Caroline Dormon Collection
Dormon, Caroline (1888–1971). Collection, 1930s
Caroline Dormon was born in northern Natchitoches Parish to James L. Dormon and Caroline Trotti Dorman. Often referred to as “Miss Carrie”, Ms. Dormon was a botanist, horticulturist, ornithologist, naturalist, and author. She was considered the first woman employed in forestry in the United States. She worked closely with Louisiana and U.S. Forest Service leaders to establish parks and forestlands comprising 600,000 acres, stretching over seven Louisiana parishes. One such forest included the Kisatachie National Forest, where she received support from U.S. Representative James B. Aswell.
Ms. Dormon was consulted on multiple projects for such parks as the Hodges Gardens State Park in Sabine Parish and the 301-acre Louisiana State Arboretum in Evangeline Parish. In honor of Ms. Dormon’s life and work, her childhood home, Briarwood, was converted to a forest preserve, now called the Caroling Dormon Nature Preserve, where students go to learn about the natural ecosystems of the south. Ms. Dormon also published several works including Wild Flowers of Louisiana (1934), Forest Trees of Louisiana (1941), Flowers Native to the Deep South (1958), Natives Preferred (1965), Southern Indian Boy (1967), and Bird Talk (1969).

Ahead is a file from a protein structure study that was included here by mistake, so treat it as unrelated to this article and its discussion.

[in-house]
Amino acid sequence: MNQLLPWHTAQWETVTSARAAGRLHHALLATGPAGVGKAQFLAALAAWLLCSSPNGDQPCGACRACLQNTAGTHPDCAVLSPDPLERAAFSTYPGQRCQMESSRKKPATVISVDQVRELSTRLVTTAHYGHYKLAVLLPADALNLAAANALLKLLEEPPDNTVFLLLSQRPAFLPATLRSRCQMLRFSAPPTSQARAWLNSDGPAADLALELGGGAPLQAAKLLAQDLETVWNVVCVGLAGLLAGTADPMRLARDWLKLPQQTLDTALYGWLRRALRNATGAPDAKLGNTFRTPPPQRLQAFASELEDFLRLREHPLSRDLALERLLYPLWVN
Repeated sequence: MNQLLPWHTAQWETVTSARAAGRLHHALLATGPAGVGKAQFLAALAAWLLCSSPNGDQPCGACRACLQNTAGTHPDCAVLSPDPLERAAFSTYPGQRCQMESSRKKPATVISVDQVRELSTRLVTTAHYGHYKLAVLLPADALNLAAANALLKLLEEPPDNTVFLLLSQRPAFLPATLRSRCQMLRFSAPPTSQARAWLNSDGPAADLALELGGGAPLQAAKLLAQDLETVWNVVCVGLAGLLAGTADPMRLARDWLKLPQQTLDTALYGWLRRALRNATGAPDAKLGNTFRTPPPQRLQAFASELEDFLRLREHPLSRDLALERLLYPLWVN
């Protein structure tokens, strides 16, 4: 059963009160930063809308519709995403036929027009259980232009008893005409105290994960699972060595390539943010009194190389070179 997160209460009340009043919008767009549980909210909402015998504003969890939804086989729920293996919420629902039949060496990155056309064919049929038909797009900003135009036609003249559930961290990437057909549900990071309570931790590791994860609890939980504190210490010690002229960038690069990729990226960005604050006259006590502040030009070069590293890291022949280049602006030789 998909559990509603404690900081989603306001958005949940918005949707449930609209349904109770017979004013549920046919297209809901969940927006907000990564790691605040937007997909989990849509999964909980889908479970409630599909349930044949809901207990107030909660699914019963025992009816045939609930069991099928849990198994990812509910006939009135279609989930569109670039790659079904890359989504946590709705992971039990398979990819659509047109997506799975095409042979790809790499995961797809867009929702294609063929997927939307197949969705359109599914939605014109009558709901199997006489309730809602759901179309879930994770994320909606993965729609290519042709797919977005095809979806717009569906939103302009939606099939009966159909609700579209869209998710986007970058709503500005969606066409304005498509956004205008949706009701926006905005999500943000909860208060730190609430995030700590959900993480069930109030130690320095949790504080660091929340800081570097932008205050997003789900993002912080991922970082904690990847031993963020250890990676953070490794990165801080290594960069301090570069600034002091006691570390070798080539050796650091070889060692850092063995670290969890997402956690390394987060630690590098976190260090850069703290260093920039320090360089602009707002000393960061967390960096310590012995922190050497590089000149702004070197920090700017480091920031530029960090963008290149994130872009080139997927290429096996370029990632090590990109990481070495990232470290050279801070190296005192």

This collection consists of framed sketches of different flowers. The sketches are oversized and are organized into three boxes.
The Louisiana Society for Horticultural Research Board of Directors donated the collection.
|Sketch Number 1:||Mandevilla sp.|
|Sketch Number 2:||Dahlia sp.|
|Sketch Number 3:||Cypripedium pubescens|
|Sketch Number 4:||Kosteletzkya virginica|
|Sketch Number 5:||Abbeville Iris (Iris nelsonii)|
|Sketch Number 6:||Syrax grandifolia|
|Sketch Number 7:||Amaryllis Sp. - A. evansiae, A. cybister, A. belladonna|
|Sketch Number 8:||Pavonia hastata|
|Sketch Number 9:||Echinacea pallida|